Social Security: It’s the third rail of American politics. Its trustees warn it will be insolvent by 2033. Third-party studies warn the day of reckoning could come nearly a decade earlier. Pundits warn its $70 to $120 trillion in “unfunded liabilities” will bankrupt America.[i] Congress recently held hearings on how to fix it. One Senator just tabled a bill to patch it with a high-income tax hike and expand benefits to battle what pundits call a “retirement crisis.” Two Connecticut Congressmen submitted legislation to hike Social Security taxes across the board. However, if you take a closer look at the solvency projections in question and how Social Security works, it becomes clear this is a manufactured crisis. Rumors of Social Security’s impending demise have been greatly exaggerated.
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All long-term Social Security projections we’ve seen—whether from the government or independent think-tanks—suffer the same basic flaw: They use straight-line math to extrapolate past trends and long-term averages over the next 75 years. The Social Security Trustees do this for every variable impacting Social Security funding over the next few decades: economic growth, productivity, inflation, real wage growth, interest rates, employment, population growth, life expectancy, immigration, you name it. If you’re into that sort of thing, you can review the whole shebang here and here—one for demographics, one for economics. Think-tanks use their own formulas and assumptions, sometimes simply extrapolating the trend of Social Security’s annual shortfalls years into the future.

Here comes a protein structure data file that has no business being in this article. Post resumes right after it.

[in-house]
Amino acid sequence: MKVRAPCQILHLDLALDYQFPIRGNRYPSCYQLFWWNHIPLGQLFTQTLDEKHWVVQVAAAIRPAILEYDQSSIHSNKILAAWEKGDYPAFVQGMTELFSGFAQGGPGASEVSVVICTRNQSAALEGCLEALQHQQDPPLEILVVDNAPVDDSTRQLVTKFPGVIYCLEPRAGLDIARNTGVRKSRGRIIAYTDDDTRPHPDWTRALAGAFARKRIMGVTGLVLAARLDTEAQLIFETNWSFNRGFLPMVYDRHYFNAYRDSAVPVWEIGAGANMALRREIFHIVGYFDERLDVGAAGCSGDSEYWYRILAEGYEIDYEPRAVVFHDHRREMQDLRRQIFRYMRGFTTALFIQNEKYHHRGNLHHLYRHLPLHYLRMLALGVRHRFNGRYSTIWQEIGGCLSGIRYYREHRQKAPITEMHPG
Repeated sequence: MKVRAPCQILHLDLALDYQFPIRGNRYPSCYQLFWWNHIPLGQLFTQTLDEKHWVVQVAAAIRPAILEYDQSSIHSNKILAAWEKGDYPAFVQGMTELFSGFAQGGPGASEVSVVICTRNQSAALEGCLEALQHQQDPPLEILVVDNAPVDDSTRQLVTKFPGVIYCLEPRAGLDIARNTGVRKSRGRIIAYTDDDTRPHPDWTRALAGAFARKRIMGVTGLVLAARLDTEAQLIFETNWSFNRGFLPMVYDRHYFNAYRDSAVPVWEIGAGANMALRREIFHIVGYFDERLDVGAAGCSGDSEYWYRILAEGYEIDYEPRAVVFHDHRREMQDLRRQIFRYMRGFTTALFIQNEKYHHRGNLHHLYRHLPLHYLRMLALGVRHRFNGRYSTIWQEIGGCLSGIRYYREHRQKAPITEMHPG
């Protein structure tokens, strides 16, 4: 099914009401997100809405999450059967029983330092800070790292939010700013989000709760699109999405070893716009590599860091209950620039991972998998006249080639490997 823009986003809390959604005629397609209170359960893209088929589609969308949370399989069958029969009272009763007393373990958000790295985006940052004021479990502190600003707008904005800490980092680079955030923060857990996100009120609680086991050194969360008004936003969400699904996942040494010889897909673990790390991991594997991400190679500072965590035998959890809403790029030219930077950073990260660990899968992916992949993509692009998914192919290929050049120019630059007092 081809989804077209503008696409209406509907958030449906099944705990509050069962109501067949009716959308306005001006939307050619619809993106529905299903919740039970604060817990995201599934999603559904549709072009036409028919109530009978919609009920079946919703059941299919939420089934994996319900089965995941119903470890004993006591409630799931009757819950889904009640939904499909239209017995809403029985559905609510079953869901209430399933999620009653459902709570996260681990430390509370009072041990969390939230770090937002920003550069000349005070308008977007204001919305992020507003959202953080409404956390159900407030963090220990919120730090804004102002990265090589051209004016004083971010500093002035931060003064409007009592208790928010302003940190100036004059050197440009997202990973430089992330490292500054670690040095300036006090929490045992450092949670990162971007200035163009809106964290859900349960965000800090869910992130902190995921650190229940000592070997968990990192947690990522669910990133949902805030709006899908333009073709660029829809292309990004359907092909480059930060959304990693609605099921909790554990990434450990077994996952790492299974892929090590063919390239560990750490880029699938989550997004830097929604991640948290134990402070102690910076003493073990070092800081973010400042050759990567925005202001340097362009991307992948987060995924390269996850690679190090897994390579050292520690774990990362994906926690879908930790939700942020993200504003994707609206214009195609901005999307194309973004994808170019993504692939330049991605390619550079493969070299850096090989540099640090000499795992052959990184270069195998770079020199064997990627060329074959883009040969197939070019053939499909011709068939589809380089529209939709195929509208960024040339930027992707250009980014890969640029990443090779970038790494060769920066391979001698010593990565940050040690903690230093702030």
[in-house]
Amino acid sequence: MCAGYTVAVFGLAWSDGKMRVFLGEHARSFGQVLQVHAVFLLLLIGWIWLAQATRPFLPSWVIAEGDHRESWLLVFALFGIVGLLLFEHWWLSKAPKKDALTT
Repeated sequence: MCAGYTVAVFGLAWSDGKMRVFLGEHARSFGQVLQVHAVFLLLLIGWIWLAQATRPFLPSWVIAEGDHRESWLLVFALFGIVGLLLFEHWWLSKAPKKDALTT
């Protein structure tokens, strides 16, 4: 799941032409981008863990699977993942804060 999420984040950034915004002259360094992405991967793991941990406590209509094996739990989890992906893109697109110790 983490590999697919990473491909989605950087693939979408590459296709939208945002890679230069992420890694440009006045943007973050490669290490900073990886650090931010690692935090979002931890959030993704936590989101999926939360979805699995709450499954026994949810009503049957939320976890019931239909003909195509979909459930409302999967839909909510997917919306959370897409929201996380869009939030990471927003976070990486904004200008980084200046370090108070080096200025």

If you peruse the Trustees’ documents, you will see the formulas look very sophisticated, and I mean no disrespect to the number crunchers by addressing the assumptions on simplistic grounds—but the simple trouble here is that all use the past to predict the future, which runs aground more often than not. Though they aren’t directly involved here, the Congressional Budget Office’s (CBO) long-term projections illustrate the point well. In 2003, they projected recent government surpluses forward, predicting we’d have a surplus in 2013 and just $2.6 trillion in net public debt (14.4% of projected GDP). In reality, fiscal 2013 finished with a $680 billion deficit and nearly $12 trillion in net public debt (72.1% of GDP). In 2002, they predicted 10-year US Treasury rates would hover near 6% for the next decade, based on past averages—instead, they fell and finished the period near generational lows.
Forecasting decades ahead is impossible. Estimates, no matter how mathematically sound, are only as good as their inputs, and the inputs are nearly always the past—the past doesn’t predict the future. Who knows what could change between now and 2025, 2035 or 2090! Anything is possible. The world could end! Or we could experience unimaginable technological gains that make people 50 years from now point and laugh at history books discussing Social Security fears. This is unknowable today. We can make reasonable assumptions about probabilities a couple or so years out, based on developments in progress, but that’s it. All these unknowable elements can radically alter future growth, tax revenues, life expectancy and so on.